In a week’s time the European Commission will publish its strategy on the Western Balkans.
This is a bold new step of the EU, which has ignited both hope and angst in almost all countries of this region which are aspiring to join the EU.
The year 2018 is shaping up to be the year of EU Western Balkan relations.
Apart from the adoption of a Western Balkans Strategy, the Bulgarian EU presidency has made the Western Balkans one of its priorities.
We are hopeful, as all of us coming from this region with varying but generally high degrees of aspiration towards the EU want to see the next step on our European paths and we are ready to put in the work.
However, we are anxious at the same time, as it is crucial that we all feature equally prominently in the strategy and that we are all given the same perspective. Any talk of ‘frontrunners’ inevitably makes the rest ‘leftovers’.
We know that the stronger the EU perspective, the more acceptance we will find domestically to push necessary but unpopular political, economic and social reforms. If the European Commission would see a strong push for reforms across the region, it needs to provide a strong, but joint EU perspective for the Western Balkans.
So far, the Western Balkans Six have been treated as one region. All of us have stabilisation and association agreements with the EU in force; and all include quite comprehensive free trade agreements.
Some are candidate countries, while others are potential candidates, but all were given an equal chance in Thessaloniki in 2003.
First summit since Thessaloniki in 2003
The Bulgarian presidency has taken it upon themselves to organise the first Western Balkans summit featuring all 28 member states since Thessaloniki, 15 years ago.
It is crucial that both the Commission strategy and the Sofia summit provide the same accession perspective to all six Western Balkan countries. Just as the 2004 enlargement was symbolic in bringing in the former communist Central and Eastern European states in one block, so will the EU’s enlargement through the membership of all countries of the Western Balkans.
Countries that were bitter enemies less than 20 years ago would leave our problems in the past.
The aim has to be not to import any complicated political issues into the union when we join. The only realistic way to do this is to have all six countries join at the same time, in one block.
Efforts are already made to integrate the region before joining the EU, in order to prepare the six economies for the added pressures of becoming one of 33 members.
As we see in the work on the regional economic area, structural and political obstacles to further integration are widespread and quite serious.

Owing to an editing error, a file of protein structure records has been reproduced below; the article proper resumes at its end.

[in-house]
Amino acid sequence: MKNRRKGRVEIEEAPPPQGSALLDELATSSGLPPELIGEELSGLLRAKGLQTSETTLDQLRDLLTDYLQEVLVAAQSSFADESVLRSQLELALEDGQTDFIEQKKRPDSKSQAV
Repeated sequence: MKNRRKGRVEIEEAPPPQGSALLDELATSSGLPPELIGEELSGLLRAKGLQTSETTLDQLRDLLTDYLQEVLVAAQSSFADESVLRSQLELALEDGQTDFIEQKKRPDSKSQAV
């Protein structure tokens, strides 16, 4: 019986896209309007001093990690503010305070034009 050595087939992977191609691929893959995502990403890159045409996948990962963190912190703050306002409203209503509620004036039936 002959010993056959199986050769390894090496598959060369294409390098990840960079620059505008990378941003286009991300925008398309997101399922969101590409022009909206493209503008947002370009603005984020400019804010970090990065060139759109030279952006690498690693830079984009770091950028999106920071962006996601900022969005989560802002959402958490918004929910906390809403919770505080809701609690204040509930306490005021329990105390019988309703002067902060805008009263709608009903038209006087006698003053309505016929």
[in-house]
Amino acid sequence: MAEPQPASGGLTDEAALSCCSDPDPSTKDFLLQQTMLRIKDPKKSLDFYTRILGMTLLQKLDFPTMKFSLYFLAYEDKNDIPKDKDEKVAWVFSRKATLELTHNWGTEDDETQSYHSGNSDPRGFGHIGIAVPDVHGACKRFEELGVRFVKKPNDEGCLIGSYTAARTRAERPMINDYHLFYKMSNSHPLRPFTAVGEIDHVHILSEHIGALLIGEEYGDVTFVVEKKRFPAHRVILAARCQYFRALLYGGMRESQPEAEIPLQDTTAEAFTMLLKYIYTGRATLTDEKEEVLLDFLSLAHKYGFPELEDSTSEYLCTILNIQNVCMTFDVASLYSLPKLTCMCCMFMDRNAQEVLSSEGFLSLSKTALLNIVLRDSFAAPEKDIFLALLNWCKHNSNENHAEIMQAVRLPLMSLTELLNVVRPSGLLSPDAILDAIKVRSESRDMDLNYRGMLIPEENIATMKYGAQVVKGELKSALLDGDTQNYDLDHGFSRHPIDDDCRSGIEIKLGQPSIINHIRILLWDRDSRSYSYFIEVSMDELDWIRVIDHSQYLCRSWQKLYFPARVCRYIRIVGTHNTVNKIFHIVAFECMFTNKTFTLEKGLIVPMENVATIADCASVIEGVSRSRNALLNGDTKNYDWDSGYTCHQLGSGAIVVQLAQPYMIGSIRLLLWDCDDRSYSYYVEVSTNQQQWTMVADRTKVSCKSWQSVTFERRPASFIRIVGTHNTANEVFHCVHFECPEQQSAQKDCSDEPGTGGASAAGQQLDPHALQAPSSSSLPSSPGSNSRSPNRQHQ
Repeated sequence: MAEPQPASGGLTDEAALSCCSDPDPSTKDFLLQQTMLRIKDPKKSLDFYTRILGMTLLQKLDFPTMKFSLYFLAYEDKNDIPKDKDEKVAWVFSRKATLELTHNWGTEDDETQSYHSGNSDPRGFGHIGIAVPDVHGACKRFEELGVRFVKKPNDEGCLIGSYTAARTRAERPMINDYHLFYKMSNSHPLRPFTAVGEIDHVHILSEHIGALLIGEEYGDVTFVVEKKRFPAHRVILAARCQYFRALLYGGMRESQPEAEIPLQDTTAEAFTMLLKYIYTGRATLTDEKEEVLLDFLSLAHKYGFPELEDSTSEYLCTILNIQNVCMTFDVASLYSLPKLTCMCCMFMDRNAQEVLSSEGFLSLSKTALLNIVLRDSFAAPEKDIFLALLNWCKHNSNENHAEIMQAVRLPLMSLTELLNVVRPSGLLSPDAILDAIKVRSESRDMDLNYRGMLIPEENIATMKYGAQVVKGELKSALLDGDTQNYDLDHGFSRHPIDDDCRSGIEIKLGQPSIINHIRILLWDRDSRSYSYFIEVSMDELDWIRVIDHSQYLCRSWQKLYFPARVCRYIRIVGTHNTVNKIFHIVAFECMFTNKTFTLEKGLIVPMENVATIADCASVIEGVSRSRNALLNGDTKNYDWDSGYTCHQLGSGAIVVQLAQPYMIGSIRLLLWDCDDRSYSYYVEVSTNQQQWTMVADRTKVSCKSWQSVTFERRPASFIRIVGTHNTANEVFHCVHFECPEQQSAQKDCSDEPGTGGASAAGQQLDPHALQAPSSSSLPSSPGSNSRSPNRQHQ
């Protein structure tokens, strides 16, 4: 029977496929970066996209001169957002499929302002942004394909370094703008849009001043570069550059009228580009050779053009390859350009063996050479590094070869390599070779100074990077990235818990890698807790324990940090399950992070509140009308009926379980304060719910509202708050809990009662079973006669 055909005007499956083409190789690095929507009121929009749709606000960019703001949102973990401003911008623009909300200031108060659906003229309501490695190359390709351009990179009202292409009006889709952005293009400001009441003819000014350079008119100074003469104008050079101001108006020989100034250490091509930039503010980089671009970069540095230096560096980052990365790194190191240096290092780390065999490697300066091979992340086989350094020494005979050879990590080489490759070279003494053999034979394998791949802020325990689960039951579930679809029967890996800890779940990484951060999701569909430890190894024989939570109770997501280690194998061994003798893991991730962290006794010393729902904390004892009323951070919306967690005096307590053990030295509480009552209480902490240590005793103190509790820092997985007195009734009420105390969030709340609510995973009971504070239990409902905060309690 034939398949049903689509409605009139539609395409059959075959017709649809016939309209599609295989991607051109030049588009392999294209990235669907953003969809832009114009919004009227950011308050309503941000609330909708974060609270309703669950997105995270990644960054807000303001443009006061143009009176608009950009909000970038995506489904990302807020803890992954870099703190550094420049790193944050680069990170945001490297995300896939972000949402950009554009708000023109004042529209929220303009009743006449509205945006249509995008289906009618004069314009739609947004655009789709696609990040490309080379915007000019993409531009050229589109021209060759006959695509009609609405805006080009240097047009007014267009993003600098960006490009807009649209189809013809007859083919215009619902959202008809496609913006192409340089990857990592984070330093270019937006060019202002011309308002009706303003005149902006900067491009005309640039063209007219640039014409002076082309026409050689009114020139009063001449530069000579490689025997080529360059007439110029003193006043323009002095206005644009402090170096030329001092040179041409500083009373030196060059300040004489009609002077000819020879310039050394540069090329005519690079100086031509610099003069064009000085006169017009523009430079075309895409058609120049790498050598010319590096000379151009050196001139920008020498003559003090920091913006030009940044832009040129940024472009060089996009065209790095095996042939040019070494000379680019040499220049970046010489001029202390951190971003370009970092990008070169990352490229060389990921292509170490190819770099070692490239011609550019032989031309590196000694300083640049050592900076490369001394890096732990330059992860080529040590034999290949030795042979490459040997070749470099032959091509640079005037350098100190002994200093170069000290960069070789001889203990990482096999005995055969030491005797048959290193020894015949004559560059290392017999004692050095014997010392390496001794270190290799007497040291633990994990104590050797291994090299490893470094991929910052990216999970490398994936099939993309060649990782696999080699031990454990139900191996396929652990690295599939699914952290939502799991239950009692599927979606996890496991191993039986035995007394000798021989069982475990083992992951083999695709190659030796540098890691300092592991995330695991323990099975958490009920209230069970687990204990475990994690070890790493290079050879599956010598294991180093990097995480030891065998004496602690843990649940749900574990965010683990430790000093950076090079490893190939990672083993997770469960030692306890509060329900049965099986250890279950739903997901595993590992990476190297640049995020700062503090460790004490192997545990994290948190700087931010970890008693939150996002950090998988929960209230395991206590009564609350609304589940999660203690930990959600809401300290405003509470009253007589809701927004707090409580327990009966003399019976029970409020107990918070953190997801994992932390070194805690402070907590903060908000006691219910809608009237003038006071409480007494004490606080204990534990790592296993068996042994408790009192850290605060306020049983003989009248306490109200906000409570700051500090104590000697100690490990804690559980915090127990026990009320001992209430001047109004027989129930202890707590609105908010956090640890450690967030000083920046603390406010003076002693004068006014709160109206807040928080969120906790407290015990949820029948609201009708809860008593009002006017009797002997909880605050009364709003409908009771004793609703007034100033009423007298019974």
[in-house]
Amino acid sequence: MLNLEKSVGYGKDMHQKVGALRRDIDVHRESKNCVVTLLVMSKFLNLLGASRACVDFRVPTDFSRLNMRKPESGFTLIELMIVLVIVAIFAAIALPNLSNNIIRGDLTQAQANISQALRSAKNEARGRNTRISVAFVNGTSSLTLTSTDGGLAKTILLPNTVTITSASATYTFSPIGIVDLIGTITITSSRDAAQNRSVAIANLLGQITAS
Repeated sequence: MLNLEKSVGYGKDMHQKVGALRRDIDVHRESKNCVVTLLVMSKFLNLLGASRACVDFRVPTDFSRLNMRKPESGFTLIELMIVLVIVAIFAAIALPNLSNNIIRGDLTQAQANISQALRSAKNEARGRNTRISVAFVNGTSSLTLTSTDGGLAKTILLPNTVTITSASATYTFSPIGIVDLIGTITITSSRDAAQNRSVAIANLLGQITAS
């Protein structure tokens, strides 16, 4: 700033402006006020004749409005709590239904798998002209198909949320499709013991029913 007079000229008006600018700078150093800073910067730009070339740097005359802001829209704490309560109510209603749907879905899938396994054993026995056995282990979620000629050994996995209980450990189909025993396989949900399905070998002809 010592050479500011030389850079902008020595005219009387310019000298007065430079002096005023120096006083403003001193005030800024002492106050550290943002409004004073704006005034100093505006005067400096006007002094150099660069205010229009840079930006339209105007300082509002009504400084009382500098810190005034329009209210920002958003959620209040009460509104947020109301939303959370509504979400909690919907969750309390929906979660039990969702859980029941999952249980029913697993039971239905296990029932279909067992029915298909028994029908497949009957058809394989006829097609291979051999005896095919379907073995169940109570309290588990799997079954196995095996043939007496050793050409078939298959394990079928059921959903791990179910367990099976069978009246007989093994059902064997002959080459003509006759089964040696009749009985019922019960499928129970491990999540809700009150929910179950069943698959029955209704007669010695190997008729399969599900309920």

A joint EU perspective where our fates are tied to each other, is the only effective way in which we can solve our issues and truly embrace the concept of good neighbourly relations. The EU must learn from past mistakes and not allow one state to accede only to have it block the potential for future accessions of its political adversary.
The EU-facilitated dialogue between Kosovo and Serbia should enter its final phase and there is no other possible outcome than for Serbia to recognise Kosovo’s independence.
Serbia vs Kosovo
Understandably, concessions will have to be made by both countries in order to achieve a historical agreement for peace and reconciliation between the two.
At the same time, it is unthinkable to continue with the status quo where five EU member states do not recognise our independence because Serbia will not face realities on the ground and let go of the past.
Kosovo will not be able to join the EU if relations with Serbia are not settled now. The EU has so far made wise decisions by including normalisation of relations with Kosovo as a separate condition for Serbia’s EU accession.
Kosovo is fully committed to the implementation in good faith of all the agreements reached so far, including the agreement on the Association of Serb majority municipalities in accordance with the ruling of the Constitutional Court of Kosovo.
Our Serbian counterparts must implement agreements reached on energy and the recognition of diplomas, and to stop their proactive efforts to block Kosovo’s membership in international organisations such as UNESCO and INTERPOL.
In order to ensure stability, peace and political and economic development of the Western Balkan countries, the EU needs to provide not only a clear European perspective for the Western Balkans, but an equal one.
This strategy has to be political and not merely a technical document.
It can easily help all of the six countries overcome serious bilateral issues if an equal and clear prospective for membership in the EU is offered to all, conversely it can only add more tensions in the region if some of the countries are advanced while others are left behind. /euobserver
Author: Bekim Collaku – Is former minister of European Integration of Kosovo and currently is the Chief of staff of the President of Kosovo, Hashim Thaçi